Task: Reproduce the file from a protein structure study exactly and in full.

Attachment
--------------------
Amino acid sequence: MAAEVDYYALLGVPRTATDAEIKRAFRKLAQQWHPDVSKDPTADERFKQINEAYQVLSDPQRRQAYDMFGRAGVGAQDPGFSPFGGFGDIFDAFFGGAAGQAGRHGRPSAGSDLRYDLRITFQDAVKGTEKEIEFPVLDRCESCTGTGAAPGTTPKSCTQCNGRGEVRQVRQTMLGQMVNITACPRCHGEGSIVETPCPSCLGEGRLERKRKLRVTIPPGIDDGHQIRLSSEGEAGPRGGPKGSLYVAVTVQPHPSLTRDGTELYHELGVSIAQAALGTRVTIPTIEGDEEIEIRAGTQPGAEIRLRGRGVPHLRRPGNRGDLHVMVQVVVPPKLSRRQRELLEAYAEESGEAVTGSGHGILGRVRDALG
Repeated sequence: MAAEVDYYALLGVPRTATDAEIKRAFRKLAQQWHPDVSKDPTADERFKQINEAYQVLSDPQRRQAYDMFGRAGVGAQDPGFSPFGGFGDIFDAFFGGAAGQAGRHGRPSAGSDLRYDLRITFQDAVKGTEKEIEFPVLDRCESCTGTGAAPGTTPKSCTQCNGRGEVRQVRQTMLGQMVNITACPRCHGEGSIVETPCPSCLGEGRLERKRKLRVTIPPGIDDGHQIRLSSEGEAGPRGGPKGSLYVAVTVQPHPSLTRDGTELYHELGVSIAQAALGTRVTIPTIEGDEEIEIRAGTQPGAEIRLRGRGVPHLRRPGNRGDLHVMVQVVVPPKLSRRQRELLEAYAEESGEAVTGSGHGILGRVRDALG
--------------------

Amino acid sequence: MAAEVDYYALLGVPRTATDAEIKRAFRKLAQQWHPDVSKDPTADERFKQINEAYQVLSDPQRRQAYDMFGRAGVGAQDPGFSPFGGFGDIFDAFFGGAAGQAGRHGRPSAGSDLRYDLRITFQDAVKGTEKEIEFPVLDRCESCTGTGAAPGTTPKSCTQCNGRGEVRQVRQTMLGQMVNITACPRCHGEGSIVETPCPSCLGEGRLERKRKLRVTIPPGIDDGHQIRLSSEGEAGPRGGPKGSLYVAVTVQPHPSLTRDGTELYHELGVSIAQAALGTRVTIPTIEGDEEIEIRAGTQPGAEIRLRGRGVPHLRRPGNRGDLHVMVQVVVPPKLSRRQRELLEAYAEESGEAVTGSGHGILGRVRDALG
Repeated sequence: MAAEVDYYALLGVPRTATDAEIKRAFRKLAQQWHPDVSKDPTADERFKQINEAYQVLSDPQRRQAYDMFGRAGVGAQDPGFSPFGGFGDIFDAFFGGAAGQAGRHGRPSAGSDLRYDLRITFQDAVKGTEKEIEFPVLDRCESCTGTGAAPGTTPKSCTQCNGRGEVRQVRQTMLGQMVNITACPRCHGEGSIVETPCPSCLGEGRLERKRKLRVTIPPGIDDGHQIRLSSEGEAGPRGGPKGSLYVAVTVQPHPSLTRDGTELYHELGVSIAQAALGTRVTIPTIEGDEEIEIRAGTQPGAEIRLRGRGVPHLRRPGNRGDLHVMVQVVVPPKLSRRQRELLEAYAEESGEAVTGSGHGILGRVRDALG